Hancock, P.A. (2000). Can technology cure stupidity? Human Factors and Ergonomics Society Bulletin, 43(1), 1-4.
My title and theme for the present column comes from a provocative question i was asked recently – can technology cure stupidity? I think my questioner was primarily concerned fro human error in technical systems, but the outcome of discussion was more a focus on the impact of human factors and ergonomics in the process of learning, and is would like to consider.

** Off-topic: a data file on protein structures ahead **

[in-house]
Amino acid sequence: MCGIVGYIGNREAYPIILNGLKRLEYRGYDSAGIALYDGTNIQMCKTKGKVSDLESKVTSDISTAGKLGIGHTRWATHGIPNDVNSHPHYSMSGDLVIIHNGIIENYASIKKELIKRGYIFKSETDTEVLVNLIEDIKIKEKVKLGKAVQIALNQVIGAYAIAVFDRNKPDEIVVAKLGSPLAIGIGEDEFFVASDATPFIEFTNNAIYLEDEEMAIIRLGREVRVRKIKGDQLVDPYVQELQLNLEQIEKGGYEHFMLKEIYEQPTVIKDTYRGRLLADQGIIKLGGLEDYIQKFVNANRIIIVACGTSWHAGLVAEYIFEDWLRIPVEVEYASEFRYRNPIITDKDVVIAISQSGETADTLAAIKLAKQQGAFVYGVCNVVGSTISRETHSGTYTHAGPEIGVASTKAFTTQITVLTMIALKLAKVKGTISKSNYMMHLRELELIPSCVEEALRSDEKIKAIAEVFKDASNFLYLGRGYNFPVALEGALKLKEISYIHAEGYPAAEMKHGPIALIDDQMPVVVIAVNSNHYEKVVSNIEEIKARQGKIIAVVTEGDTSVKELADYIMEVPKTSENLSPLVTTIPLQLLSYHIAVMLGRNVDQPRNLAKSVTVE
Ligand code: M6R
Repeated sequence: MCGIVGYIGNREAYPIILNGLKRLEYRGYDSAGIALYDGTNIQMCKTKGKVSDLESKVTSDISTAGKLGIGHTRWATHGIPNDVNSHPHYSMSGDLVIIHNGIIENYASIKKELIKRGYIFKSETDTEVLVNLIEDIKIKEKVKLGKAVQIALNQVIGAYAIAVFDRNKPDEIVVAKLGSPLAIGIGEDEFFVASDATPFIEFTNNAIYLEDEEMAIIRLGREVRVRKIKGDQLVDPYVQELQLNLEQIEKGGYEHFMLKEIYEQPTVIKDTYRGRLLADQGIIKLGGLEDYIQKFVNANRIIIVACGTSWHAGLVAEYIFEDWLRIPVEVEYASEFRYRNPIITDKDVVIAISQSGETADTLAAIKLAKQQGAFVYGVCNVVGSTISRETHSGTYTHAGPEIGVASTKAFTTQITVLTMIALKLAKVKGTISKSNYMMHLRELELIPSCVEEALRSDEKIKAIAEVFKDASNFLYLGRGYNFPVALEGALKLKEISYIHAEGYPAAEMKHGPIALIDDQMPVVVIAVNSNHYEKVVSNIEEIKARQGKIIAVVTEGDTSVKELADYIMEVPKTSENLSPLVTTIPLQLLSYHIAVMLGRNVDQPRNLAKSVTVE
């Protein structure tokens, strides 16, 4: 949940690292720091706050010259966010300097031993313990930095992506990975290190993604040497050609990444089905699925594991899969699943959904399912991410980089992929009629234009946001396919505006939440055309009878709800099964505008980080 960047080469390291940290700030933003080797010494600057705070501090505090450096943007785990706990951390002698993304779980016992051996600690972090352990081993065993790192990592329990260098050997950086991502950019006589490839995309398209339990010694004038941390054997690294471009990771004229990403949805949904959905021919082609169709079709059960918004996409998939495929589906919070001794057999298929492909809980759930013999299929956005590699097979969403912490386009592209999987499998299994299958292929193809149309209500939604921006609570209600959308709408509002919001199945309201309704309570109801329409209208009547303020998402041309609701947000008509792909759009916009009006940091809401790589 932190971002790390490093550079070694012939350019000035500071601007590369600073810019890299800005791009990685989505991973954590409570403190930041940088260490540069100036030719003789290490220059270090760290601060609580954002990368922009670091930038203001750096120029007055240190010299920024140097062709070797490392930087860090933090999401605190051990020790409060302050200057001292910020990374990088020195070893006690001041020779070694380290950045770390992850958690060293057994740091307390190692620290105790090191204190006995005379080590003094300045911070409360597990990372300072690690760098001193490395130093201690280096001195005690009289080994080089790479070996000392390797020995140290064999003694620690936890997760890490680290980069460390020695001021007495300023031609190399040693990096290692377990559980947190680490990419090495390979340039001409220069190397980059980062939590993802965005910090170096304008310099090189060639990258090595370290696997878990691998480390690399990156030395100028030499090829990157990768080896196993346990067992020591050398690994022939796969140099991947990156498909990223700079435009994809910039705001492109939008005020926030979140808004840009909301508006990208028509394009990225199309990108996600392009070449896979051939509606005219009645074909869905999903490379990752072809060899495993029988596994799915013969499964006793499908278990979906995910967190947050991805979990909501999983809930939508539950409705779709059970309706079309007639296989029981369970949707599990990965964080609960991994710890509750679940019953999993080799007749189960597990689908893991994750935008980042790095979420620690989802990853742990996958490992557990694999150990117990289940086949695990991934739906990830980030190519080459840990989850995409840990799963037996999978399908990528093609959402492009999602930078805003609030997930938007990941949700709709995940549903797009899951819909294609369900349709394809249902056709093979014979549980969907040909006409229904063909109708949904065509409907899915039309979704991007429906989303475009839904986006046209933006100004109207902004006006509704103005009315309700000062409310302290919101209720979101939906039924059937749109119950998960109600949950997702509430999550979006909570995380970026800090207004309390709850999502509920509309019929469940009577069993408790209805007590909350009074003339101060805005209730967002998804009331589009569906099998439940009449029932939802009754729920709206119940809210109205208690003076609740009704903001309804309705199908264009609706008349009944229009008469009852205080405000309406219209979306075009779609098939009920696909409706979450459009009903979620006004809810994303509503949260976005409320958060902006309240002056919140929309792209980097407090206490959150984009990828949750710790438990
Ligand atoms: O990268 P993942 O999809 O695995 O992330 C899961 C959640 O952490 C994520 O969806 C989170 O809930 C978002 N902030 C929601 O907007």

For the most of human existence, the vast majority of human beings lived their lives in ignorance of our accumulated wisdom. Access to the summed store of formal knowledge was mediated by a controlling few because most people were unable to read or write. Despite any level of natural intelligence or degree of native wit, one’s position in the social hierarchy was traditionally contingent upon such access. As access to knowledge has broadened, the fluidity and structure of society has changed. In today’s world, more people know more than ever before. Collectively, as a species, we now express our highest level of understanding. Soon, we (and certainly our children) will have essentially instantaneous access to virtually all human information conveyed via any medium of choice.
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